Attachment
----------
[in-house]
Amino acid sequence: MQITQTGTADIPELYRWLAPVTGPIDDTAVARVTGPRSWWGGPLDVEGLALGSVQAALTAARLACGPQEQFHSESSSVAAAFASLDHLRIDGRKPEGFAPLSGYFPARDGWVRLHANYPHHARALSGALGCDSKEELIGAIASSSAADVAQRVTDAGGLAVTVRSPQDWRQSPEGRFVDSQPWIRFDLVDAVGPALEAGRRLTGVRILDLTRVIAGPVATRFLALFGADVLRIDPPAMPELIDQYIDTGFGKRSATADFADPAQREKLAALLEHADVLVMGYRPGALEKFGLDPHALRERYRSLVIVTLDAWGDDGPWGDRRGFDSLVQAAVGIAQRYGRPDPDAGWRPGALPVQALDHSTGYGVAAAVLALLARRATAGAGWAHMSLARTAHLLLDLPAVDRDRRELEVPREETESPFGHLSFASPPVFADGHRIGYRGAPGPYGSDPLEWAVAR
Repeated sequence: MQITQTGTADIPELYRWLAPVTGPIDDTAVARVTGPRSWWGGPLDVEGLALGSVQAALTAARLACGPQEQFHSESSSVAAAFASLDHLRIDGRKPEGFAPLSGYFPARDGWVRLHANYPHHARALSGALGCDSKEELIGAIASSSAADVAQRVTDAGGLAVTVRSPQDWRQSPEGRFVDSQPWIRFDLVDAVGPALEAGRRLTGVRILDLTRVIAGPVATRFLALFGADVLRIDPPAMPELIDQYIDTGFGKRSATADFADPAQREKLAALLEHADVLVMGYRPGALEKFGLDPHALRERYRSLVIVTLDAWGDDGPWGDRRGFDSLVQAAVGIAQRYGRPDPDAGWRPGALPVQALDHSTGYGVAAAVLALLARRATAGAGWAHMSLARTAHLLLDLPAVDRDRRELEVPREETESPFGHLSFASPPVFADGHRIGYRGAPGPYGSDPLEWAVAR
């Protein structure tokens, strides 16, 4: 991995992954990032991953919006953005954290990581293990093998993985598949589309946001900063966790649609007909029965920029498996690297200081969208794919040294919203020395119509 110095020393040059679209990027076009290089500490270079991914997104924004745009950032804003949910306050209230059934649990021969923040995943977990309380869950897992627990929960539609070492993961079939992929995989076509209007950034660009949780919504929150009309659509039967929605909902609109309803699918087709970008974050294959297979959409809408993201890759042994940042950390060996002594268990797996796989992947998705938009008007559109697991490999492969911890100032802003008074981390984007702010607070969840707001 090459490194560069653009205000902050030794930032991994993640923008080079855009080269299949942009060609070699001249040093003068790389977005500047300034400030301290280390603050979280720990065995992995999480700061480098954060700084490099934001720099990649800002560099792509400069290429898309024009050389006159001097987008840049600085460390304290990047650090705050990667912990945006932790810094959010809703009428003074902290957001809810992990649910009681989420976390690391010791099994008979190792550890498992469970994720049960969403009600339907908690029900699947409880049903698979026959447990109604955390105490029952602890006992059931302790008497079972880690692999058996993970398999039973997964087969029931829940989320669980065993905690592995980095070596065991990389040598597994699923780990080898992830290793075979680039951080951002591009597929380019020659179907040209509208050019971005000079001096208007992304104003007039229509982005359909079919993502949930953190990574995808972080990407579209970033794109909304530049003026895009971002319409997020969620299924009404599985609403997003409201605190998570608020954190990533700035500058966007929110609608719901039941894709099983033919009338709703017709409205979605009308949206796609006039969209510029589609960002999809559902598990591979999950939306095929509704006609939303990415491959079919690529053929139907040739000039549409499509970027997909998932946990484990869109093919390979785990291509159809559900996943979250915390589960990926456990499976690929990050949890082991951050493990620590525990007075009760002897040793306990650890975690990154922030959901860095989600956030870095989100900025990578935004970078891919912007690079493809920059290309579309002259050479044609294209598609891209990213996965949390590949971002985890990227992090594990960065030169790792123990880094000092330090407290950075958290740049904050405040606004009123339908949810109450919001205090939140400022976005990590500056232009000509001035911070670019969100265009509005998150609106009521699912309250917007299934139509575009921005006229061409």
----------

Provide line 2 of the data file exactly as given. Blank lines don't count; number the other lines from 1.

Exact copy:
Amino acid sequence: MQITQTGTADIPELYRWLAPVTGPIDDTAVARVTGPRSWWGGPLDVEGLALGSVQAALTAARLACGPQEQFHSESSSVAAAFASLDHLRIDGRKPEGFAPLSGYFPARDGWVRLHANYPHHARALSGALGCDSKEELIGAIASSSAADVAQRVTDAGGLAVTVRSPQDWRQSPEGRFVDSQPWIRFDLVDAVGPALEAGRRLTGVRILDLTRVIAGPVATRFLALFGADVLRIDPPAMPELIDQYIDTGFGKRSATADFADPAQREKLAALLEHADVLVMGYRPGALEKFGLDPHALRERYRSLVIVTLDAWGDDGPWGDRRGFDSLVQAAVGIAQRYGRPDPDAGWRPGALPVQALDHSTGYGVAAAVLALLARRATAGAGWAHMSLARTAHLLLDLPAVDRDRRELEVPREETESPFGHLSFASPPVFADGHRIGYRGAPGPYGSDPLEWAVAR